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Surprise protest interrupts Underhill plan meeting

John Geluardi Daily Planet Staff
Wednesday November 15, 2000

Attendees at the Underhill Area Project community open house Monday night at the Unit II Residence Hall on Haste Street were presented with an unscheduled performance protest complete with costumes, sound effects and stage blood. 

About 50 people were milling around the lower recreation room eating cookies and sipping coffee while studying the latest designs and concepts for the project when about 20 protesters, including Berkeley Councilmember Kriss Worthington, entered the room and began chanting “What do we want? Housing! When do we want it? Now!”  

They were soon followed by the sound of screeching brakes, twisting metal and shattering glass blasting from a large speaker on a dolly. Then a protester inside a car-shaped cardboard costume, with “Underhill Monster” written in large letters on the side, symbolically mowed down four protesters who then lay in a pool of red liquid as the a faint odor of tomato juice wafted through the room. 

Protesters contend the university’s Underhill Area Plan emphasizes parking at the expense of student housing. 

The plan includes a series of structures in a five-block area bounded by Dwight Way and Durant, Telegraph, College avenues that will include a 1,400-car parking structure, a playing field, a dining and office facility and three residence halls, which will provide housing for approximately 870 students. 

Today and Thursday in Los Angeles the UC Regents will be examining the Final Environmental Impact Report, recently released by LSA Associates, Inc. They will be asked to certify the FEIR and approve designs for the dining and office facility and one of the housing structures known as the College Durant Student Housing Project, which will house 120 students in 30 units. 

The construction of the dining hall and offices is scheduled to begin in January and work on the College Durant Housing Project is slated to begin in the spring. The remaining projects are still in the conceptual stage. 

The focus of the protest was the block bounded by College Avenue, Channing Way and Haste and Bowditch streets, in which the parking structure, playing field and dining and office facility is planned. Opponents say there is currently no housing planned for that block and it may be the last chance the university has to build student housing close to campus. 

“There is not one student bed planned in the entire block,” Worthington said. “They could easily build several levels of housing above the garage.” 

The protesters, made up of a loose association of students, members of Bicycle Friendly Berkeley Coalition and members of the Rent Stabilization Board, said the UC Regents are missing an opportunity to provide up to 1,500 student beds in a prime location near the campus. In addition they said the disproportionate amount of parking will only encourage more people to drive, which will have an adverse effect on traffic and the environment.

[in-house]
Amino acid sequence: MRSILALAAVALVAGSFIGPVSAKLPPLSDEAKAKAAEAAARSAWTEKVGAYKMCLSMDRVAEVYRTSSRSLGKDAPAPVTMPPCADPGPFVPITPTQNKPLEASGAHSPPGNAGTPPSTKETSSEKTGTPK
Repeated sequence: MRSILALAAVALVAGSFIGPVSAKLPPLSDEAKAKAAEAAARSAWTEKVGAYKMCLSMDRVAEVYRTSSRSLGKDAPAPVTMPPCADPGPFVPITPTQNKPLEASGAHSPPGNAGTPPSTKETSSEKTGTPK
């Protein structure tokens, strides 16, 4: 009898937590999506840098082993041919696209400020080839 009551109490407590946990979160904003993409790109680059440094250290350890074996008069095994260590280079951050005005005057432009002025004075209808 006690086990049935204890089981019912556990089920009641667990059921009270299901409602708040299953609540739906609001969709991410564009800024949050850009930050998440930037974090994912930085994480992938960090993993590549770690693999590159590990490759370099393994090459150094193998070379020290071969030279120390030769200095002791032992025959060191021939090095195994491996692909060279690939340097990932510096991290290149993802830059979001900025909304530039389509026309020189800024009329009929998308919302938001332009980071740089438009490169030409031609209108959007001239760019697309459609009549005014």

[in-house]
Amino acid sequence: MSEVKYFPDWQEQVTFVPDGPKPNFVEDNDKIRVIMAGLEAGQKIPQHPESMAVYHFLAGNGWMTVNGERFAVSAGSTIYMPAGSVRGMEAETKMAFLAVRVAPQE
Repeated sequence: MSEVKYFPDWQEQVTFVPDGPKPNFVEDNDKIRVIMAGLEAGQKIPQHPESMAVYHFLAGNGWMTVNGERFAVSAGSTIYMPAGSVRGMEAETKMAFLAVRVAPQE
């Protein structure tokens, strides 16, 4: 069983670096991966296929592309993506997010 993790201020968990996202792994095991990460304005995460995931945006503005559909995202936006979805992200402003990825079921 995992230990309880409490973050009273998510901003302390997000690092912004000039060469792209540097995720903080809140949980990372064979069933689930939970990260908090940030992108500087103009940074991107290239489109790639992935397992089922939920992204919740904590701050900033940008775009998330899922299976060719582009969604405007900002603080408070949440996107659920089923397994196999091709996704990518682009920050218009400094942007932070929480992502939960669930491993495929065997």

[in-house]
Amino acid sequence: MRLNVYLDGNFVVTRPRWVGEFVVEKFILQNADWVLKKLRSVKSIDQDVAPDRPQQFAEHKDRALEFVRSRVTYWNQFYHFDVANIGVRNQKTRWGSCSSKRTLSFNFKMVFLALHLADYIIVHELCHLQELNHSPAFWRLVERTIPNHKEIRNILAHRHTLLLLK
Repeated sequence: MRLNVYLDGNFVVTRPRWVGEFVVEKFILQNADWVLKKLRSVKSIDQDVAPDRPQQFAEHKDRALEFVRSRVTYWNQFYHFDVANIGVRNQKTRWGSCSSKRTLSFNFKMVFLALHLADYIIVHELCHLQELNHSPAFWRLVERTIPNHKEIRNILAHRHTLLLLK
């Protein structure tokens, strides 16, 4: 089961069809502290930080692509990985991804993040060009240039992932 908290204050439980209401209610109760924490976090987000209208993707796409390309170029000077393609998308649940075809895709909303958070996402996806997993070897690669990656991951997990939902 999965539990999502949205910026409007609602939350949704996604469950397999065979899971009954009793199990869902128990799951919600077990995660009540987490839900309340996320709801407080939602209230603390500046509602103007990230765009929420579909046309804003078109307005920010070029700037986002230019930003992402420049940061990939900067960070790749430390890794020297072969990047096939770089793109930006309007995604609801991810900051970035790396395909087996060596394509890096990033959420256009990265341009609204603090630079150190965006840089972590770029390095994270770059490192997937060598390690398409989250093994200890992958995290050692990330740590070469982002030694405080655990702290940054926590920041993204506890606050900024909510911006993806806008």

Community Relations Director Irene Hegarty said it’s inaccurate to frame the debate as parking versus housing and that it’s better framed as parking and open space versus housing. 

“We could have put more housing on top of the parking garage (where the field is planned) but this is a very dense neighborhood and at some point you have to have open space,” Hegarty said 

After the performance/protest, Worthington, calling the open house a “snow job,” demanded the UC Regents add more housing to the plan and reduce parking. He said continued indifference to student needs by university staff left opponents no choice but to stage the protest.  

“The students have attended meetings for months and have, in a more gentle way, tried to persuade the regents to add more housing, but they’ve been ignored,” he said. 

Rent Stabilization Board member Stefanie Bernay agreed. 

“The university is totally stonewalling us,” she said. “They are turning their backs on the worst student housing crisis Berkeley has ever seen.”  

Campus spokesperson Marie Felde disagreed. She said the university currently houses 5,100 students and the proposed new Underhill housing represents an increase of 17 percent. 

“We’re building nearly 900 beds I don’t think that’s turning your back on anyone,” she said. 

The protest was taken by university staff as a matter of course. Many continued talking about the project’s good points while protesters loudly voiced its shortcomings.  

“This is Berkeley and certain amount of this sort of thing is expected,” Felde said.